Stock exchanges will remain volatile
Trading on the Philippine Stock Exchange is expected to remain volatile as the index edges closer to the bear market amid lingering fears over a slowing economy, rising inflation and tighter interest rates.
Analysts said the depreciation of the peso against the U.S. dollar and rising COVID-19 cases in the country were contributing to investor concerns.
“The week’s close at 6,331.56 signals that the bears are under control. Further decline towards the 6,000-6,300 levels is likely in the near term,” said BDO Unibank Inc Chief Investment Strategist. ., Jonathan Ravelas.
The benchmark of the Philippine Stock Exchange will enter the bear market once it drops to 6,041.76.
A bear market condition occurs when a stock index declines 20% or more from recent highs over an extended period of time due to pessimism and negative investor sentiment.
Last week, the US S&P 500 index entered bearish territory as inflation fears continued to mount.
Analysts, however, said the recent market decline could present investors with an opportunity to hunt for bargains, as many stocks have fallen significantly from recent highs.
The PSEi plunged 3.04% last week to close at 6,331.56, while the broader all-stock index fell 3.33% to 3,394.95. All sub-indices ended in the red, with services down 4.34%; holding companies, 3.98%; industrial, 3.22%; property, 2.55%; mining and oil, 2.3%; and financial services, 1.24%.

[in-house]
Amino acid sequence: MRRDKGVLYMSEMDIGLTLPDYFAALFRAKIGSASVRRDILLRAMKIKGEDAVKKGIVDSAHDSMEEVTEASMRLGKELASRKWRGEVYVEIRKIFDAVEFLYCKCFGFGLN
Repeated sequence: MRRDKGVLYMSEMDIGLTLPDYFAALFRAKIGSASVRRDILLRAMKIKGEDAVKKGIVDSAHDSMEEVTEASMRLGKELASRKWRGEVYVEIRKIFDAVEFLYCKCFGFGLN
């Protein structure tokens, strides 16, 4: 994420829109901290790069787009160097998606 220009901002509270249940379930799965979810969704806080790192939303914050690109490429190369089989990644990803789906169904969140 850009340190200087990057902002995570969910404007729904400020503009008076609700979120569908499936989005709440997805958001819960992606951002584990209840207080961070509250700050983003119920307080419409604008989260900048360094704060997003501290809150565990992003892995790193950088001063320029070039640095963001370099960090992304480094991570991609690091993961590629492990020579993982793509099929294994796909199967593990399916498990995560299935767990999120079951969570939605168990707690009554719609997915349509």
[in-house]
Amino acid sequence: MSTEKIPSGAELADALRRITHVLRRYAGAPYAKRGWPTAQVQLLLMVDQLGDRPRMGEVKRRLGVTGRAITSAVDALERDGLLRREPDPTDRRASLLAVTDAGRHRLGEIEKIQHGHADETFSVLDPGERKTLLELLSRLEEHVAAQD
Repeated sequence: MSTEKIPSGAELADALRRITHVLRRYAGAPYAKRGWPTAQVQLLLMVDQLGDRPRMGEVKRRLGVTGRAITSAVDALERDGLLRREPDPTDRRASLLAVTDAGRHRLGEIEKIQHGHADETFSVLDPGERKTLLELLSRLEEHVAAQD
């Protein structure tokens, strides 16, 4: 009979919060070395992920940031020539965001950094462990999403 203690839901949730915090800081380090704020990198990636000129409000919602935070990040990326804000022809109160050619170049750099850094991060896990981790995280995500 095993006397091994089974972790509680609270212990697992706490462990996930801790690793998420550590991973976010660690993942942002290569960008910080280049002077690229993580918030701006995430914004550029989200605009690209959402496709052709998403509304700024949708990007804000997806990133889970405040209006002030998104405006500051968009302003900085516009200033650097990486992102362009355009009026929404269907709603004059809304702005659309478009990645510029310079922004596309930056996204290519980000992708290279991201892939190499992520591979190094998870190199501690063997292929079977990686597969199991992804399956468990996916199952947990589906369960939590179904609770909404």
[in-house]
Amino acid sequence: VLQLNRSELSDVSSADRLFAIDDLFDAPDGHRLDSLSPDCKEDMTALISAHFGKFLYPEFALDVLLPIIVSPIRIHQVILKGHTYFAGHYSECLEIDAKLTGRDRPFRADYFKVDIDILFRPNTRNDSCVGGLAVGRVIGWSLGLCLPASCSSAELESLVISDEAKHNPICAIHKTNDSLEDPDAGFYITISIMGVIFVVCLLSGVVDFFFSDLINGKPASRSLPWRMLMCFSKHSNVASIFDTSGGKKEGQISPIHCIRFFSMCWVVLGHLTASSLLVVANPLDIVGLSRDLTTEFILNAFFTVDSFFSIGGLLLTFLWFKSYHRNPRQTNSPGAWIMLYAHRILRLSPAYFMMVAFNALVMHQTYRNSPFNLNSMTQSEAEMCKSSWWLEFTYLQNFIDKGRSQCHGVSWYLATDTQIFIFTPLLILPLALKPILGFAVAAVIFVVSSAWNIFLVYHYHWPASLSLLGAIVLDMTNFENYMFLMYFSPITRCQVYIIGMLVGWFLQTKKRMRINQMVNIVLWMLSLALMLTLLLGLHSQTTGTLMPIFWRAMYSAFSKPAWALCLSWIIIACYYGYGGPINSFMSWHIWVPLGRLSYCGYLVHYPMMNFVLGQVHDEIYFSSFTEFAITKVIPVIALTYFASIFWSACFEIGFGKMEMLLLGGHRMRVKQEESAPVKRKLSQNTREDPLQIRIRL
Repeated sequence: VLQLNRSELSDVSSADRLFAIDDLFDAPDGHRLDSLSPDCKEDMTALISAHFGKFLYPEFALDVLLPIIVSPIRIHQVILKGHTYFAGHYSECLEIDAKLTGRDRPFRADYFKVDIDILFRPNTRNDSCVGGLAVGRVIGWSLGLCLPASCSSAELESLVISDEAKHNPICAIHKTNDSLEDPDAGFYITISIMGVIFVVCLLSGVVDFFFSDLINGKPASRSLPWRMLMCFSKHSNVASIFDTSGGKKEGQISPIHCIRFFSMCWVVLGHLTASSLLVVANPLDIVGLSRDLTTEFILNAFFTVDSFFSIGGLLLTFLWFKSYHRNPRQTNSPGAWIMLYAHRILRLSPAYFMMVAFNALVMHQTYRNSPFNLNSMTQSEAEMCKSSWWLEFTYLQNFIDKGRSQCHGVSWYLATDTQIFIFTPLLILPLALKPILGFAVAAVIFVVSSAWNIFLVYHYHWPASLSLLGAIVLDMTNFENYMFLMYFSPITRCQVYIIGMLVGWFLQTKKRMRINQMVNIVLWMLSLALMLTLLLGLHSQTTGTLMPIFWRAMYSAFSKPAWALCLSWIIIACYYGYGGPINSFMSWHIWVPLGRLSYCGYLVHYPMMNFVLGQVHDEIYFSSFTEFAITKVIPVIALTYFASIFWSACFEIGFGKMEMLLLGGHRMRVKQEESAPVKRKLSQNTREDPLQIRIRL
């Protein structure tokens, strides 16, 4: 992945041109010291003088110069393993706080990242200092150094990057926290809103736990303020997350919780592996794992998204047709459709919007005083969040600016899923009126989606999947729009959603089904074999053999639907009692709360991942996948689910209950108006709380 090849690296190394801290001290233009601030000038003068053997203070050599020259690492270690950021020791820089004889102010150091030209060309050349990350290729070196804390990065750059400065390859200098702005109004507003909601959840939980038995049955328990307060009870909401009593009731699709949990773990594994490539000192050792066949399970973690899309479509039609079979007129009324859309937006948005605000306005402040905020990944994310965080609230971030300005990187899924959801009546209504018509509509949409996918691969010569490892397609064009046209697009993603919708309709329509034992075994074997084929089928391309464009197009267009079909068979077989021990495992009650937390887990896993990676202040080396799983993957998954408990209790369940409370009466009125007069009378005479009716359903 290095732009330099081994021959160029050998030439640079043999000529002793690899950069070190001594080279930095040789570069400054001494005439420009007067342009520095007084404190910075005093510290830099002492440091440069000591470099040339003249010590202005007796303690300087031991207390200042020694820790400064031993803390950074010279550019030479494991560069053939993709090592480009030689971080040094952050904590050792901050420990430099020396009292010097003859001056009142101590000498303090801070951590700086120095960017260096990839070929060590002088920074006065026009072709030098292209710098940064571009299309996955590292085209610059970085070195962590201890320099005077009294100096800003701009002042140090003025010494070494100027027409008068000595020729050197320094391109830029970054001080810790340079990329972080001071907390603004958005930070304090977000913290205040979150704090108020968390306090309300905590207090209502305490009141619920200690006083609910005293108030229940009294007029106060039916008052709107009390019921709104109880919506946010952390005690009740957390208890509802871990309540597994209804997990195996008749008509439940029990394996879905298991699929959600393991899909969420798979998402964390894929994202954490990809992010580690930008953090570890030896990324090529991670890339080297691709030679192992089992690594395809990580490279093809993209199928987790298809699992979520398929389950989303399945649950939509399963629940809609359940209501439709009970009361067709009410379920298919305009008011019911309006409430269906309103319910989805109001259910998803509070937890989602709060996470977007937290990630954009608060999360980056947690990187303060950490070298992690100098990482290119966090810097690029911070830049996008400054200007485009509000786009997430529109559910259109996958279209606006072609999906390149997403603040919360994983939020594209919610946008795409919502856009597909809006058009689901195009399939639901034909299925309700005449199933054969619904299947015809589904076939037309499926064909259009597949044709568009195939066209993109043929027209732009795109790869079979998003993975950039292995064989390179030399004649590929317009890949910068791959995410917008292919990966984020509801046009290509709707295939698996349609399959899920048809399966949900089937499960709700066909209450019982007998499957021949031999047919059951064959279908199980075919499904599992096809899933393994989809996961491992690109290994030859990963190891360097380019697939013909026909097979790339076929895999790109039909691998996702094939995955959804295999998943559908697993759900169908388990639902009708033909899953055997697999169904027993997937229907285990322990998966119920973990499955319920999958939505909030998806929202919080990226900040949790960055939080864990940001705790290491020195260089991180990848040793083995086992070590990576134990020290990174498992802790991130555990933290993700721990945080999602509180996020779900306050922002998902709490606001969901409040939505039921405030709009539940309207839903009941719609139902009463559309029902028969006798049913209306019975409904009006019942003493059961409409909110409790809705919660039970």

Foreign investors turned into net sellers last week of P3.6 billion. The average daily trade value reached P7.86 billion, up from the previous week’s average of P5.5 billion.
The top gainers last week were Emperador Inc. which advanced 5.3 percent to P17.90; Semirara Mining and Power Corp., which gained 4.7% to 35.70 PPP; and Bank of the Philippine Islands which rose 2.4% to 94.80 pesos.
Big losers included Wilcon Depot Inc., which fell 15.3% to 23.30P; Converge Information and Communications Technology Solutions Inc., which fell 13.5% to 20.15P; and Megaworld Corp., which lost 13.1% to P2.26.
Global stock markets faltered and oil prices fell on Friday amid growing fears that inflation-fighting interest rate hikes by central banks could trigger a recession.
Investors were reeling last week after the US Federal Reserve unleashed its biggest hike in borrowing costs in nearly 30 years to combat soaring consumer prices.
The Fed’s third hike was followed by the Bank of England’s fifth consecutive hike and the first in 15 years by the Swiss central bank, underscoring growing global concerns about inflation.
The moves prompted a global selloff on Thursday. US and European markets tried to stage a rebound on Friday, but some indices were back in the red later in the day. With AFP